Spiced Plum Compote

A few days ago, it was baking hot outside – 30° here in London – but as we all knew, it was not going to last. We had hot days and warm evenings, but the mornings were crisp and cool. We knew we would be shivering under coats and scarves in a couple of weeks, and the seasonal produce has been providing a pretty clear steer as to what is coming.

And now it is indeed autumn! Leaves are turning and people are turning to cosy pubs with log fires. At this time of year, there are also plums everywhere, so time to enjoy them before they are gone.

I had a lovely bag of purple-blue Marjory plums sitting in the kitchen, but I’ve been so busy in the last week with work and travel that they were not being eaten. Slightly past their best to enjoy as they are, I decided to make a compote with them. It’s the perfect way to use fruit – very easy to make and still allows the flavour of the fruit to shine through. And making compote is just as magical as making jam – the golden flesh and dark skins of the plums were transformed into a deep ruby compote. Try it with Victoria plums and it turns a vibrant red. Mirabelles will turn into deep amber. Just like the colour of the leaves!

In a nod to the long-expected-and-now-here autumn weather, I made this recipe even more seasonal by using a good dash of my famous German Lebkuchen spice mix to add touches of cinnamon, cloves, aniseed and ginger.

Compote is simplicity itself. Fruit, sprinkling of sugar, a little water and leave to cook for simmer for thirty minutes. Job done. In my version, I just de-stoned and sliced it into quarters. I like the strips of skin which curl up and seem to become candied in the compote, but if you like a smoother compote with fewer “bits” you can of course chop the fruit into smaller pieces.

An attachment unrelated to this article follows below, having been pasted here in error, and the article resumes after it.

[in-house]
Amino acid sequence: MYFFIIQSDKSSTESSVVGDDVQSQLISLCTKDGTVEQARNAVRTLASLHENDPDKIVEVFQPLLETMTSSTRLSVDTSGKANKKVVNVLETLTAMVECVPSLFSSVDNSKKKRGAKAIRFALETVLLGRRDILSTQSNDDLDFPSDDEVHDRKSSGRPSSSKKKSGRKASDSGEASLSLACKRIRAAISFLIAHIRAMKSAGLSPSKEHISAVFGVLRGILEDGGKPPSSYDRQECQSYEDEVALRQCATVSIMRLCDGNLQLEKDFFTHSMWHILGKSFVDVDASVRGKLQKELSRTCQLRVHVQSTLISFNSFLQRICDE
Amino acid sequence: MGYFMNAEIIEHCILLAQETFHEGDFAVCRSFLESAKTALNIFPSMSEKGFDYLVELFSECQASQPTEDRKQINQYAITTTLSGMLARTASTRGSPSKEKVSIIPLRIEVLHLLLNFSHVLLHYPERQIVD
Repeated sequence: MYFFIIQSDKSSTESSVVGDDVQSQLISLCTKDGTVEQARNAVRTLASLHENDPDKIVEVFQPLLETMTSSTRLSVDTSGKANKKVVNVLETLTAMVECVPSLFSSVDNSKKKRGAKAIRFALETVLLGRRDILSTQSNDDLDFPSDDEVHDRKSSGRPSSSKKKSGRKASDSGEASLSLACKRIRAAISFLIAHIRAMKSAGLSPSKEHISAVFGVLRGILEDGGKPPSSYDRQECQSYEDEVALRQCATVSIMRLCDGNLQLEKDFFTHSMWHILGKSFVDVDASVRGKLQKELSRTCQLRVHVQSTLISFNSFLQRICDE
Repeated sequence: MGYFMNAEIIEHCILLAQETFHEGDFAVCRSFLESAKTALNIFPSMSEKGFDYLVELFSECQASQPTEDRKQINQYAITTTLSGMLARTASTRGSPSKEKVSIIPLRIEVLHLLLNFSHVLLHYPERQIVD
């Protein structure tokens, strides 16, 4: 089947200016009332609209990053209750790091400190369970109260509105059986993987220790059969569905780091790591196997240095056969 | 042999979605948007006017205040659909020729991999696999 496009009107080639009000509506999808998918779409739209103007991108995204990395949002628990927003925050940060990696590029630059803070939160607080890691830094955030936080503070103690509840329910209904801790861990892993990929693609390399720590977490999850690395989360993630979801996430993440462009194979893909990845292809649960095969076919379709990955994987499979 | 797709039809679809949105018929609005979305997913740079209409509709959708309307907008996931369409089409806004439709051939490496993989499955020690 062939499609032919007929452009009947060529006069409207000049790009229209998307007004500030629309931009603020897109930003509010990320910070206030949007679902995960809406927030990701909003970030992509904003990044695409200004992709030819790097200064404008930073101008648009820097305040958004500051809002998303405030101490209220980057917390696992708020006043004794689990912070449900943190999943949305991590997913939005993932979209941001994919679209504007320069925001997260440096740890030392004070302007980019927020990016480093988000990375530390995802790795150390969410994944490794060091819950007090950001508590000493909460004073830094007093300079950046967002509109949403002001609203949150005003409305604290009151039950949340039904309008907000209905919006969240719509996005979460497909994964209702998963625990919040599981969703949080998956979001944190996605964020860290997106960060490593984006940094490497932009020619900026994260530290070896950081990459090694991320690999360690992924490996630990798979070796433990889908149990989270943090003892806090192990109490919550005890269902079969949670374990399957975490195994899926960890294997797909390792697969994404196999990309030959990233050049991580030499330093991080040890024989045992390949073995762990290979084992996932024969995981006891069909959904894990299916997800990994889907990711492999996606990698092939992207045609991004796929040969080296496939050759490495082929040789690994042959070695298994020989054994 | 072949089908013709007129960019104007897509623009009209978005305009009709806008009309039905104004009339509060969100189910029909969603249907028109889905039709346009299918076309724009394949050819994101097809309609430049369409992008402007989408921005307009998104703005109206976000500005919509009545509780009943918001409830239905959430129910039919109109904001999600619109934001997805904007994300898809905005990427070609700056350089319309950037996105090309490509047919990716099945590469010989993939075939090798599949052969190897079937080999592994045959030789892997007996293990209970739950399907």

Finally, I planned to keep the compote for a few days to eat on yoghurt for breakfast, so I added one of the pits from a plum stone to the compote to give a hint of almond flavour. They are small but strong, so be warned – just the one will do it!

Compote on yoghurt is delicious and a classic pairing, but of course do not limit something so delicious to breakfast. It is great on pancakes or ice cream, but it makes a truly excellent  addition to chocolate – try a cake with a decent side of spicy plum compote and tell me that does not serve as the perfect antidote to cool days and chilly evenings. This also makes a lovely quick and easy jam for the impatient to spoon onto warm scones. No messing around with pectin, setting points or sterile jars. It doesn’t last as long as proper jam, but chances are that it is not going to last long enough for that to ever be an issue!

To make plum compote:

• large plums (Victoria, Greengage, Marjorie)*
• sugar (10g per plum)
• water (10ml per plum)
• ground spice, to taste

Rinse the plums and remove the stones. Cut into pieces (small or large, according to preference). Add the sugar, water, spice and kernel from one plum stone. Bring to the boil, then reduce to a simmer for 30 minutes, or until the fruit has collapsed.